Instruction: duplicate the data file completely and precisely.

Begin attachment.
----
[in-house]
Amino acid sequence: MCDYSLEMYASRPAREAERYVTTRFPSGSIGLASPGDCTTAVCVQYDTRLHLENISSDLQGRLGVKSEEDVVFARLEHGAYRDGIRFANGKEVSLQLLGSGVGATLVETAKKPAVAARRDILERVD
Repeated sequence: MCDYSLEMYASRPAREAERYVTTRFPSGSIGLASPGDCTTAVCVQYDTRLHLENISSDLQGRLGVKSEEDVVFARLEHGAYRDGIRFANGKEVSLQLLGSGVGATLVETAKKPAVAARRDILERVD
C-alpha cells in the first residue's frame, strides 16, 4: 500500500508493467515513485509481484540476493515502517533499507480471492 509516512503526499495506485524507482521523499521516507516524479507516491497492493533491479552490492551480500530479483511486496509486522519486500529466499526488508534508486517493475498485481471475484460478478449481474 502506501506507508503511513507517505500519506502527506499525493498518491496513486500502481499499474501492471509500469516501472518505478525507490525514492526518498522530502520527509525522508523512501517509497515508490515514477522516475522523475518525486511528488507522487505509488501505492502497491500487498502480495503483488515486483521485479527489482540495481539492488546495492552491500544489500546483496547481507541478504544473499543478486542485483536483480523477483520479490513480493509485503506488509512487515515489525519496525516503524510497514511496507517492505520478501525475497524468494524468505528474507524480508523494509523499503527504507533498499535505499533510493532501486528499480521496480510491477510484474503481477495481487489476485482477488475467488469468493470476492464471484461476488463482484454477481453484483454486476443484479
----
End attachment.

[in-house]
Amino acid sequence: MCDYSLEMYASRPAREAERYVTTRFPSGSIGLASPGDCTTAVCVQYDTRLHLENISSDLQGRLGVKSEEDVVFARLEHGAYRDGIRFANGKEVSLQLLGSGVGATLVETAKKPAVAARRDILERVD
Repeated sequence: MCDYSLEMYASRPAREAERYVTTRFPSGSIGLASPGDCTTAVCVQYDTRLHLENISSDLQGRLGVKSEEDVVFARLEHGAYRDGIRFANGKEVSLQLLGSGVGATLVETAKKPAVAARRDILERVD
C-alpha cells in the first residue's frame, strides 16, 4: 500500500508493467515513485509481484540476493515502517533499507480471492 509516512503526499495506485524507482521523499521516507516524479507516491497492493533491479552490492551480500530479483511486496509486522519486500529466499526488508534508486517493475498485481471475484460478478449481474 502506501506507508503511513507517505500519506502527506499525493498518491496513486500502481499499474501492471509500469516501472518505478525507490525514492526518498522530502520527509525522508523512501517509497515508490515514477522516475522523475518525486511528488507522487505509488501505492502497491500487498502480495503483488515486483521485479527489482540495481539492488546495492552491500544489500546483496547481507541478504544473499543478486542485483536483480523477483520479490513480493509485503506488509512487515515489525519496525516503524510497514511496507517492505520478501525475497524468494524468505528474507524480508523494509523499503527504507533498499535505499533510493532501486528499480521496480510491477510484474503481477495481487489476485482477488475467488469468493470476492464471484461476488463482484454477481453484483454486476443484479